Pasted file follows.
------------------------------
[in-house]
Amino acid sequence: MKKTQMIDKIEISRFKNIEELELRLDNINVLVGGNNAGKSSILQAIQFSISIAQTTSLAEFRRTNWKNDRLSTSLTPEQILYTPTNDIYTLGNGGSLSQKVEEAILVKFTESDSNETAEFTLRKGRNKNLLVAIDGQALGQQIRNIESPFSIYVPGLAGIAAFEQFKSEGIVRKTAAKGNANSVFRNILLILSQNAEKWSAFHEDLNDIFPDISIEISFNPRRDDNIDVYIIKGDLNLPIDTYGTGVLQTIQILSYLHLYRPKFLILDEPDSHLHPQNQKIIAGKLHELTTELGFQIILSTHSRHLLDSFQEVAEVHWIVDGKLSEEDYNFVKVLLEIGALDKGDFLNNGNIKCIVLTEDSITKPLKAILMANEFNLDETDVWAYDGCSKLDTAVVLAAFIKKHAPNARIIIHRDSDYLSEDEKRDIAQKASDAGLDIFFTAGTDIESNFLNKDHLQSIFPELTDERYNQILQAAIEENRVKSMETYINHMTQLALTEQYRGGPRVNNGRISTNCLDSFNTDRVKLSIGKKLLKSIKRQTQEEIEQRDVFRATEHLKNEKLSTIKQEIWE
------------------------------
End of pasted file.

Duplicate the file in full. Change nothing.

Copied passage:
[in-house]
Amino acid sequence: MKKTQMIDKIEISRFKNIEELELRLDNINVLVGGNNAGKSSILQAIQFSISIAQTTSLAEFRRTNWKNDRLSTSLTPEQILYTPTNDIYTLGNGGSLSQKVEEAILVKFTESDSNETAEFTLRKGRNKNLLVAIDGQALGQQIRNIESPFSIYVPGLAGIAAFEQFKSEGIVRKTAAKGNANSVFRNILLILSQNAEKWSAFHEDLNDIFPDISIEISFNPRRDDNIDVYIIKGDLNLPIDTYGTGVLQTIQILSYLHLYRPKFLILDEPDSHLHPQNQKIIAGKLHELTTELGFQIILSTHSRHLLDSFQEVAEVHWIVDGKLSEEDYNFVKVLLEIGALDKGDFLNNGNIKCIVLTEDSITKPLKAILMANEFNLDETDVWAYDGCSKLDTAVVLAAFIKKHAPNARIIIHRDSDYLSEDEKRDIAQKASDAGLDIFFTAGTDIESNFLNKDHLQSIFPELTDERYNQILQAAIEENRVKSMETYINHMTQLALTEQYRGGPRVNNGRISTNCLDSFNTDRVKLSIGKKLLKSIKRQTQEEIEQRDVFRATEHLKNEKLSTIKQEIWE